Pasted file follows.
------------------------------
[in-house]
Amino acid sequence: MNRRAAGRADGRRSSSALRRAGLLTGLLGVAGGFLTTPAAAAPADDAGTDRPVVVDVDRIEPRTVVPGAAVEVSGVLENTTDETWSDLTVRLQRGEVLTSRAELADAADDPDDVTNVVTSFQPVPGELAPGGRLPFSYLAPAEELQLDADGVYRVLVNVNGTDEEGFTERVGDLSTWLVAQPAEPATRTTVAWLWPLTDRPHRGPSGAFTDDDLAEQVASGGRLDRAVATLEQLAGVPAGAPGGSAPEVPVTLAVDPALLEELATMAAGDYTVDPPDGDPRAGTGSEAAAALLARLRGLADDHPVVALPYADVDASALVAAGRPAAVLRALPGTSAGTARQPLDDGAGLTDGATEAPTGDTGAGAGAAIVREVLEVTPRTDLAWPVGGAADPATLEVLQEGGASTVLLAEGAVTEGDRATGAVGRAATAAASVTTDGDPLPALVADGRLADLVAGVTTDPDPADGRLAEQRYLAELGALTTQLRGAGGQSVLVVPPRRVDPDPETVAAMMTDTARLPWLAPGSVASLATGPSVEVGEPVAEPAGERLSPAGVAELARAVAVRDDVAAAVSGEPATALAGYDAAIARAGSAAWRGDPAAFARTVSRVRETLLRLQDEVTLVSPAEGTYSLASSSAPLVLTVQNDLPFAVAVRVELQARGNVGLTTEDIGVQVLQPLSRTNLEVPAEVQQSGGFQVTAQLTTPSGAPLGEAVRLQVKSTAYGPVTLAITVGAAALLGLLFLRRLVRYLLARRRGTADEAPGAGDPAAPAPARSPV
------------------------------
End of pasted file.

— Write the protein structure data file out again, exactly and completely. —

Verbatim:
[in-house]
Amino acid sequence: MNRRAAGRADGRRSSSALRRAGLLTGLLGVAGGFLTTPAAAAPADDAGTDRPVVVDVDRIEPRTVVPGAAVEVSGVLENTTDETWSDLTVRLQRGEVLTSRAELADAADDPDDVTNVVTSFQPVPGELAPGGRLPFSYLAPAEELQLDADGVYRVLVNVNGTDEEGFTERVGDLSTWLVAQPAEPATRTTVAWLWPLTDRPHRGPSGAFTDDDLAEQVASGGRLDRAVATLEQLAGVPAGAPGGSAPEVPVTLAVDPALLEELATMAAGDYTVDPPDGDPRAGTGSEAAAALLARLRGLADDHPVVALPYADVDASALVAAGRPAAVLRALPGTSAGTARQPLDDGAGLTDGATEAPTGDTGAGAGAAIVREVLEVTPRTDLAWPVGGAADPATLEVLQEGGASTVLLAEGAVTEGDRATGAVGRAATAAASVTTDGDPLPALVADGRLADLVAGVTTDPDPADGRLAEQRYLAELGALTTQLRGAGGQSVLVVPPRRVDPDPETVAAMMTDTARLPWLAPGSVASLATGPSVEVGEPVAEPAGERLSPAGVAELARAVAVRDDVAAAVSGEPATALAGYDAAIARAGSAAWRGDPAAFARTVSRVRETLLRLQDEVTLVSPAEGTYSLASSSAPLVLTVQNDLPFAVAVRVELQARGNVGLTTEDIGVQVLQPLSRTNLEVPAEVQQSGGFQVTAQLTTPSGAPLGEAVRLQVKSTAYGPVTLAITVGAAALLGLLFLRRLVRYLLARRRGTADEAPGAGDPAAPAPARSPV